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I had a very hard time reading the poem to honor your Mother...but I did get through it. I think they are the most beautiful words I have ever read. I hope you feel comfort knowing you were with your Mom in her last hours. I went home from the hospital with my family, feeling in my heart...I should have stayed...although hoping my Mom would be okay in the morning. The nursing staff did not offer us much information at all and I actually believed or wanted to believe that she would get more rest if we were not there. I didn't listen to my heart, as I have not done in the past and have suffered dearly for it. I wish I could go back and change what I did, but we know I cannot. As painful as it is reading about all this sadness, I do believe it is helping. I don't feel I can share my thoughts with my family as I think they have already 'moved on'. And I cannot. Thank you so much for sharing your thoughts and caring words.

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Temmie - your post brought tears to my eyes. How beautiful, open and sharing it was! My mother, brother and I were with my father when he died. He had a massive stroke, and when we took him off life support, just sat and held his hands and talked to him as he faded away. I did the same with my husband, 7 months ago - his two kids, our niece and I surrounded him, stroked him and talked to him until he took his final breath. What heartbreak - it's indescribable. From the seemingly bottomless well of my sorrow, I acknowledge and understand what you say - the simple things - help someone else, really listen to people when you sense their pain, try to forge forward in a positive way - all true. Thank you for sharing your feelings and thank you for helping me today - Peace, Marsha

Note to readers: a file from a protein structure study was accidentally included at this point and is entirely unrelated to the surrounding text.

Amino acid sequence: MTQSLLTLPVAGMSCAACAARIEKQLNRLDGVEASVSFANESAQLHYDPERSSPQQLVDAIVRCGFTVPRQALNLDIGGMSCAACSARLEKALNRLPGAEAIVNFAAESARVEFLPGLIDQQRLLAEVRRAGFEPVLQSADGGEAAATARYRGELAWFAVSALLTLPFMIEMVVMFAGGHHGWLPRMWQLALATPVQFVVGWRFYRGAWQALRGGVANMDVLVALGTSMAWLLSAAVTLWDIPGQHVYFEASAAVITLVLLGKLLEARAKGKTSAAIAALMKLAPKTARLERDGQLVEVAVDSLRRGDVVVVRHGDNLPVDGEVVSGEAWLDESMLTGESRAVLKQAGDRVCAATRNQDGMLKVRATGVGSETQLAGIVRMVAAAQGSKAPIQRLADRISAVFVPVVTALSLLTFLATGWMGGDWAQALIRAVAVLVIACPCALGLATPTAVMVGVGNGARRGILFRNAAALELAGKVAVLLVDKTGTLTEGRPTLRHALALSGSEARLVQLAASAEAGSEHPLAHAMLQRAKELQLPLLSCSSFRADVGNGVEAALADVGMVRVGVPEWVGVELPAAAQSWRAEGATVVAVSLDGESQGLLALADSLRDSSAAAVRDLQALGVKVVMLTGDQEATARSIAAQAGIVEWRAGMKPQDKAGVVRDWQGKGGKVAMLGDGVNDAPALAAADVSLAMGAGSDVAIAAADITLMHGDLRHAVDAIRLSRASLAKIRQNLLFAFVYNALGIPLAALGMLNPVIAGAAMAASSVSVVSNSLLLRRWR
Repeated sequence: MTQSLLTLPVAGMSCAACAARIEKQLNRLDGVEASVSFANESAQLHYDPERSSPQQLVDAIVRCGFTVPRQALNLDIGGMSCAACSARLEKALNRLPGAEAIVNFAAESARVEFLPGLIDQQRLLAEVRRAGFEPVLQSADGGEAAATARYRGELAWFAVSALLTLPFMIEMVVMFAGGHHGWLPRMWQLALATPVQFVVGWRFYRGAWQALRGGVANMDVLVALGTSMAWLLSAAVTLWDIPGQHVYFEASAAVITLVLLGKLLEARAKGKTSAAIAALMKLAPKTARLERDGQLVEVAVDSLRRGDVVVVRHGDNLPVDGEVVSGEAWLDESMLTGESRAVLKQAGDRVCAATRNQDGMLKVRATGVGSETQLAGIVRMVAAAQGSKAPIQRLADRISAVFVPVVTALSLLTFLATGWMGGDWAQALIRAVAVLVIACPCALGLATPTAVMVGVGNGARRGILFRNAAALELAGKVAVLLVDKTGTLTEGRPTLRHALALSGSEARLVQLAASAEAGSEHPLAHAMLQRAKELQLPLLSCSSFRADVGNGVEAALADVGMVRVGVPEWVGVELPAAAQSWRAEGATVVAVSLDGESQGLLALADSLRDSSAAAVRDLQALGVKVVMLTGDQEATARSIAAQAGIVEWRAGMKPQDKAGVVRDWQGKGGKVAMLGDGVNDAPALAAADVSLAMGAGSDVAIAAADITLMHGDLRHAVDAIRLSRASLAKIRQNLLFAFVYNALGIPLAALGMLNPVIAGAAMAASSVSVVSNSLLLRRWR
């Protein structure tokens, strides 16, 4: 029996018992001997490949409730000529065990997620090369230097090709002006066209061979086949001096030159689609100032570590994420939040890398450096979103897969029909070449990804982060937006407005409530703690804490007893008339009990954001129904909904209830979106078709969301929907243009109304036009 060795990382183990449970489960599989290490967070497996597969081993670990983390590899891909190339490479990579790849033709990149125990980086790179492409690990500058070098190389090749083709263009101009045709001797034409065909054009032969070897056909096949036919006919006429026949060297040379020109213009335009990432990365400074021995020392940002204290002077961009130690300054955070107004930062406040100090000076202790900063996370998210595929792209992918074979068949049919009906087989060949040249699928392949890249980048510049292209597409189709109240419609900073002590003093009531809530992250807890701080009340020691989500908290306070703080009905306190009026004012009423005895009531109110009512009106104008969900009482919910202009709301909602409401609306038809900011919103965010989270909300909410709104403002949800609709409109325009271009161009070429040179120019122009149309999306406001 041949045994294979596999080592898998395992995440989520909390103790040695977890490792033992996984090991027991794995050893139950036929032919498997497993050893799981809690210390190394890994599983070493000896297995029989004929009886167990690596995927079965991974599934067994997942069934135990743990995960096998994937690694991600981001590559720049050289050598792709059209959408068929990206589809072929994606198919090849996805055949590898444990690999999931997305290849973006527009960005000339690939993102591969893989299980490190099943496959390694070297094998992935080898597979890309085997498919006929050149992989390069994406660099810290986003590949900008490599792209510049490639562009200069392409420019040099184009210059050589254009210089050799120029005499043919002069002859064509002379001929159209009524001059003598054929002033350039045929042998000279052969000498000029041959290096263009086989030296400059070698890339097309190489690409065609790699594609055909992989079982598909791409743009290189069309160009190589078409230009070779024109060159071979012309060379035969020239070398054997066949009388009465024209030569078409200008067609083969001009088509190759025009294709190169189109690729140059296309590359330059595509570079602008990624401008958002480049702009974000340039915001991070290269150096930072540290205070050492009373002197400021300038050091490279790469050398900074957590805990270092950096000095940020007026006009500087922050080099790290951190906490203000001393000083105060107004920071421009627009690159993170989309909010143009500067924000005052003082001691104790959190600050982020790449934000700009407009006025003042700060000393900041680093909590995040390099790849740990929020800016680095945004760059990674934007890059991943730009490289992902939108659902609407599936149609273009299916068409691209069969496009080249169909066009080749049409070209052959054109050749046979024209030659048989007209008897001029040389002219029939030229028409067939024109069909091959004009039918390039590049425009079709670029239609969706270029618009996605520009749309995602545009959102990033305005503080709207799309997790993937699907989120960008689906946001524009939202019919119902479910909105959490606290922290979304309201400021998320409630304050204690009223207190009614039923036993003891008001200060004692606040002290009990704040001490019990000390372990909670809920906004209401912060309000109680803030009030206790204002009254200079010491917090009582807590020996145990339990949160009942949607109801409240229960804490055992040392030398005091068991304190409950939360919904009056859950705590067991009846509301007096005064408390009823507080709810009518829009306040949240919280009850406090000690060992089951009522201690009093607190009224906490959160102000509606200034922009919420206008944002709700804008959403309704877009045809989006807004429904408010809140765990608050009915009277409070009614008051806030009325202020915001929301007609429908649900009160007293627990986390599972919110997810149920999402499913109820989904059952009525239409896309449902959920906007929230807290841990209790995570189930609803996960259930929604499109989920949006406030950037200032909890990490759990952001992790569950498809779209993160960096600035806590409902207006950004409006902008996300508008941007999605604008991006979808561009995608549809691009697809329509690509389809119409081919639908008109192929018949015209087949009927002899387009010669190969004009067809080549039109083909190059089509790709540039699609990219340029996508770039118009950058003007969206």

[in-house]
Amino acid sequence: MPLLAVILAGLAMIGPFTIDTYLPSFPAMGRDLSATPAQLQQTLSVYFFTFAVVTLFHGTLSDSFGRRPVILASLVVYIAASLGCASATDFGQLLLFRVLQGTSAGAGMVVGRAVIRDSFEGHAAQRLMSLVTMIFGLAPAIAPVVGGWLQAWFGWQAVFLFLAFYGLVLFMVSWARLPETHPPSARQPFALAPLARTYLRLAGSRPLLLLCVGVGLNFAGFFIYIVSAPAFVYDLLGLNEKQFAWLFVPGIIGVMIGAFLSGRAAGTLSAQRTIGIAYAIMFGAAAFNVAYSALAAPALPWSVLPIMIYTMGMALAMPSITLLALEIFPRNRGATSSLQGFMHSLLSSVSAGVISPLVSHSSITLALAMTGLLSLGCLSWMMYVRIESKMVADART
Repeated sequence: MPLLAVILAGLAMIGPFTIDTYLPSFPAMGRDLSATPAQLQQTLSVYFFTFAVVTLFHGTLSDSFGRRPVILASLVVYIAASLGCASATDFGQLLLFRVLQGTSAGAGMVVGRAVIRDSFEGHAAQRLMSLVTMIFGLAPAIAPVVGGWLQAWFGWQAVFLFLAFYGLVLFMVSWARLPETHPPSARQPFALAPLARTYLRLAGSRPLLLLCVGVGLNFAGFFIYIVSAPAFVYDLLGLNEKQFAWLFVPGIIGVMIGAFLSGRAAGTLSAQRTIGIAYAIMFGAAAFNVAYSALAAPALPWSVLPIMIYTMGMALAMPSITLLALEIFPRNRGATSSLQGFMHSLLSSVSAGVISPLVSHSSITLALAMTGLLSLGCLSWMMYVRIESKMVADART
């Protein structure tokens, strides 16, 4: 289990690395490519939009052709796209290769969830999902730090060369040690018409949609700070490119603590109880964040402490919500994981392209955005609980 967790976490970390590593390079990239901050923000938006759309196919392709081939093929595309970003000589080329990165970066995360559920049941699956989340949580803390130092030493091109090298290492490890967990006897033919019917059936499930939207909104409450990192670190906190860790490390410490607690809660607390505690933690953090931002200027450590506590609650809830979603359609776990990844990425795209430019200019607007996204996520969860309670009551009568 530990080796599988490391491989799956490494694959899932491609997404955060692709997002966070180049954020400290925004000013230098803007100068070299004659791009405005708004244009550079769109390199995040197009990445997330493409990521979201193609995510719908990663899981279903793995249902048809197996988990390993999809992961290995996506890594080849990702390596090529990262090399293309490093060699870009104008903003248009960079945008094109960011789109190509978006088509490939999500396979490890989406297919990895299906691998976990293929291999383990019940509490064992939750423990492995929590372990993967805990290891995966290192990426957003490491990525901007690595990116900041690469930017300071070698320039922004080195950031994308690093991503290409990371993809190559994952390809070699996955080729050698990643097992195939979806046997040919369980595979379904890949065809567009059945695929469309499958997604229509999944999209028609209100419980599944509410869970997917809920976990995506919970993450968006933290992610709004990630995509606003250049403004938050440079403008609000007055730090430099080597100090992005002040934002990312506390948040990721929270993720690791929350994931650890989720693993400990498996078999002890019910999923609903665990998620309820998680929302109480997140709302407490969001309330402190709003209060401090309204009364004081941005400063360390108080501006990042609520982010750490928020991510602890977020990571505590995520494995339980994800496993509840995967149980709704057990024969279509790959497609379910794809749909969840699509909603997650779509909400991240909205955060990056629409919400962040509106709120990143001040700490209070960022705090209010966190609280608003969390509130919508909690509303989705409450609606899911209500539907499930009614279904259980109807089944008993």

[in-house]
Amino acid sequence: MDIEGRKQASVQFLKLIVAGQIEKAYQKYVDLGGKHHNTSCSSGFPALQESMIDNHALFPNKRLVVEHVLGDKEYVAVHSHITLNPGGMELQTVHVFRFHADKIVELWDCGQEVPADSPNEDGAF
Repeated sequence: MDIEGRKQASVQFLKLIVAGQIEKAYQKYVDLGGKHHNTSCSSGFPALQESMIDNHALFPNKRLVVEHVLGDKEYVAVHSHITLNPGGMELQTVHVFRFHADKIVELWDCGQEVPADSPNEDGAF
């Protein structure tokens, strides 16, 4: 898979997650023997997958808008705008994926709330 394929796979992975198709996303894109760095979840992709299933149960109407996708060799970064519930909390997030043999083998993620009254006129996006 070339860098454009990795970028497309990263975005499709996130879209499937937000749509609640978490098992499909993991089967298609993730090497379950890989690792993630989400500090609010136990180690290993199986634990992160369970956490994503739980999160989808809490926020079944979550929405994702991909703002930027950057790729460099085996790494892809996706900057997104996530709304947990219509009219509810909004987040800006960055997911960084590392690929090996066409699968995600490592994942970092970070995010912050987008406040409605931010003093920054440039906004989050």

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This writing is just too miserable to leave public. Sorry. I'll be back when I can, T.


I have followed all of your postings here and my heart has ached for you so. I've had computer issues and no access to respond until now, and I've wanted so much to respond to your pain. Know that we're here (always), we're ready to listen, we're holding you in our hearts because we do understand. You have a path that has to be traveled. We're on that path with you...you are not alone. Stay with us and we will all work on nurturing you through your pain.


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I am very worried about you. I too lost my job because of the loss of my dad and now realize that I really needed 2 solid weeks of sleep and rest and just time for me when the family is at work. We went out tonight to a community theater production of father of the bride that was free and that was a huge victory for me to be out in public, with friends,,,,,,and I cheered when we got back into the car...remember, one day, one hurdle at a time...you can do it, I believe in you gal!

You need to stop focusing on the little things that you don't get right and rejoice in what small victories you have each day. Trust me that it does work, one day at a time.

Learn to take the grief out once a day, when you are able to handle it and then put it back away and do something fun, something simple like a walk...

I worry about our bills and money, unemployment is out there and mac and cheese is awesome....try it with tuna and peas...the whole thing feeds 3 people for under $1.00.

With the full moon, take a great trip down memory lane a just go out and lay down on the grass and look up and know that you will never be alone ever.

Glad to see that you are back here, because we all care about you and are here for you to be human.

Keep the wind at your back and believe in baby steps! :rolleyes:

Lots of love,